Could your kitty have a chemical imbalance? 'Cat From Hell' star talks pet meds
Coco the cat had attacked her owner, Tawny, a few times.
"Coco was dangerous!" said Jason Galaxy, star of Animal Planet's "My Cat From Hell" of the kitty, who appears in the show's new episode this week.
"She's a beautiful little kitten, no problem," the cat behaviorist explained. "She hits a certain age, she snaps. It's just something that's kind of common."
After some evaluations, it turned out that Coco "had a chemical imbalance" that was contributing to her issues, according to Galaxy. "But once we introduced some mood-stabilizing medication, she was much more workable."
The topic of putting animals on behavior-modifying prescriptions has some pet parents split, but for Galaxy, it's a no-brainer.
"The thought that we would deny help for the mental health of our animals, when we wouldn't do the same for ourselves, is a little sadistic in terms of standing on ceremony and saying, 'No, we should not drug our pets,' " Galaxy, who comes from a holistic background, told TODAY.com. "We're at a place now where (medication) actually helps. We're not trying to sedate them anymore. We're trying to right the ship, and I've seen miracles. I mean, really, seriously. Miracles."
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Dr. Sarah Brandon, a veterinarian who works at Cats Exclusive Veterinary Hospital in Seattle, stressed, "(People) need to have their cat examined by their regular veterinarian to rule out underlying health concerns" that may be causing behavior changes. "If all is good there, the next step may be to start medications or to be seen by a veterinary behaviorist."
More important, "Never give your cat any human drug without talking to your veterinarian first," she warned. "Even the smallest dose of, say, Tylenol, can kill a cat. ... If an owner gave a cat (a whole tablet of Paxil), this could result in the inability to urinate, which is potentially deadly if not caught."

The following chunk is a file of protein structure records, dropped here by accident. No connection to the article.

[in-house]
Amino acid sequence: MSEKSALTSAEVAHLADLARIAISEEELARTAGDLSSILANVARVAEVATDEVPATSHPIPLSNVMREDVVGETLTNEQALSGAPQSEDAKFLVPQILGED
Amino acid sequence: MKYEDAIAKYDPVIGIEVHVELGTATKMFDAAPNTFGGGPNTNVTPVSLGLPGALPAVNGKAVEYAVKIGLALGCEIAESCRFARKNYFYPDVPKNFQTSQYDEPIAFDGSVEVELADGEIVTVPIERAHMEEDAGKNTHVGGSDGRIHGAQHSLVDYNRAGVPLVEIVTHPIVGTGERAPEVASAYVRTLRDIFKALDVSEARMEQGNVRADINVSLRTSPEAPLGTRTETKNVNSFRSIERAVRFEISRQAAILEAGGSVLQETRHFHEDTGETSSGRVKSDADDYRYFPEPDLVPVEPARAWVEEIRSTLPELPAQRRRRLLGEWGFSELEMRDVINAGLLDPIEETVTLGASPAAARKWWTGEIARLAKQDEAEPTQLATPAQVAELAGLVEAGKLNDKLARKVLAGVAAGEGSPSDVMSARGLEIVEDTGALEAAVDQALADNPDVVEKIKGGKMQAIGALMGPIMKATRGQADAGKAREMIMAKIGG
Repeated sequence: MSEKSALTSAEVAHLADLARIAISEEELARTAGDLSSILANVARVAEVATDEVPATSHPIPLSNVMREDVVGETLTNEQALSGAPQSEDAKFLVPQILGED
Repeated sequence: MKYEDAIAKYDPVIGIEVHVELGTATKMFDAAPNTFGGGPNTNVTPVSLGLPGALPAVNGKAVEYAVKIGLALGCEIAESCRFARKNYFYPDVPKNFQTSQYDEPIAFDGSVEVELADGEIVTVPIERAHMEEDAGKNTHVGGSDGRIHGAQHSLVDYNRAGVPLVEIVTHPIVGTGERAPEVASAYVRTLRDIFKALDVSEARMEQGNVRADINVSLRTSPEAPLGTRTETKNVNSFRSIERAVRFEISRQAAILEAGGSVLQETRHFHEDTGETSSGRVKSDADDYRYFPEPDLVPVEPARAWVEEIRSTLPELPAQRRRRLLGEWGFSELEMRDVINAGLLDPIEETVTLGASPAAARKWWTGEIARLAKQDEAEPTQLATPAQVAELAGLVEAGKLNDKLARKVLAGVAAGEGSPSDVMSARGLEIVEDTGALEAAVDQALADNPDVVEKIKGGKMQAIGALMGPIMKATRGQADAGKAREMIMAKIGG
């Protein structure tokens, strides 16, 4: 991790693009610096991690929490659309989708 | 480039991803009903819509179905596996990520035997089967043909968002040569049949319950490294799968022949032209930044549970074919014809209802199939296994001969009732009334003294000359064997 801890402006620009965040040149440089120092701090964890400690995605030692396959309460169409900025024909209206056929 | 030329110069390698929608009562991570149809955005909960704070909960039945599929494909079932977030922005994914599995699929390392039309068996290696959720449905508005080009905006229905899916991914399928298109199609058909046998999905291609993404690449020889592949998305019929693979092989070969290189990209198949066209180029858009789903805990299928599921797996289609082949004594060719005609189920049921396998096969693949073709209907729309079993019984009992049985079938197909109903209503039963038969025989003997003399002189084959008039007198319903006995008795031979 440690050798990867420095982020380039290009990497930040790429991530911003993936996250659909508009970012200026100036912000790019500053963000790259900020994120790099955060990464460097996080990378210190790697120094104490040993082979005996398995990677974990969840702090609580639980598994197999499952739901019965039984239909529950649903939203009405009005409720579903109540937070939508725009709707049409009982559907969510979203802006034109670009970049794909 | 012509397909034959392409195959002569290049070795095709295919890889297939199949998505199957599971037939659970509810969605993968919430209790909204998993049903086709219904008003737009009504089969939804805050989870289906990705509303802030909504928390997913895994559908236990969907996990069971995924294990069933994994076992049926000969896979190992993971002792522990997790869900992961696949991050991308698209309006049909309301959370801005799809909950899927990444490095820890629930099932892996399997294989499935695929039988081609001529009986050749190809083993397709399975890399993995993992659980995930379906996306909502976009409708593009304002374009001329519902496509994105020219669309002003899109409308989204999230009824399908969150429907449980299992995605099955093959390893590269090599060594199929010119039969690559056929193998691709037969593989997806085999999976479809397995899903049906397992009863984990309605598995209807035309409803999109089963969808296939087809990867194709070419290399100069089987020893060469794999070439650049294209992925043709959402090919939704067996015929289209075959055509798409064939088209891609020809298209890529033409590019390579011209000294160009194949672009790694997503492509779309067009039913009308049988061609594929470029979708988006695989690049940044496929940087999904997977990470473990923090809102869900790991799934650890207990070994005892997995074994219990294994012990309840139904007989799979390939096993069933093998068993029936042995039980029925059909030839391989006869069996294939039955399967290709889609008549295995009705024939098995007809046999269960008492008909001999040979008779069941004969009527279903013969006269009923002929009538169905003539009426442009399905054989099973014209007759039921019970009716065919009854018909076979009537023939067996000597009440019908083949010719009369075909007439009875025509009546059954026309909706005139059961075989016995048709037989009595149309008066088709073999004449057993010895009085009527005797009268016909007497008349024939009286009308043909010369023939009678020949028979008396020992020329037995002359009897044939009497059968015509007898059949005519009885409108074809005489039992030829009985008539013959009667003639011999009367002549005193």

That said, she noted that as with any other drug, there are pros and cons to giving cats mood stabilizers such as Paxil and Prozac. On the plus side, "They are low cost, easy to give and can greatly improve a cat's quality of life," she noted.
But some cats may have a negative reaction to the medication, including urine retention, some of which is severe, and constipation. Felines may also become lethargic or rarely excitable.
"The goal," Dr. Brandon said, "is to use the lowest effective does to mitigate these issues while controlling the behavior in question."
For owners who would rather go a medication-free route, Dr. Brandon said that "there are a host of natural therapies" available that work well for cats, including felines that may have had adverse reactions to behavior-modifying drugs. Those include products such as Happy Traveler treats made from herbs to treat general anxiety, and nurtureCalm pheromone collars.
In addition, "environmental enrichment can keep a shy cat cozier or an outgoing cat entertained," Dr. Brandon said.
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Galaxy noted that it's not always only the feline who is at the heart of the issue. Sometimes, it can be the human who is part of the problem. "It's almost always a pretty even split," he said. "Cats are energetic balloons. They're energetic sponges. Behavior is a response to environment."
In the case of Coco, Galaxy said that Tawny had become "deathly afraid of her own cat," which fed into Coco's reaction to her.
To repair their relationship, in addition to putting Coco on medication, Galaxy tried something he hadn't done before.
"A lot of the work I did with them was getting Tawny to trust the cat," he said. "I did some exercises where I blindfolded (Tawny) and made her feed the cat out of her hand. It was pretty wonderful!"
"My Cat From Hell" airs Saturdays at 8 p.m. on Animal Planet.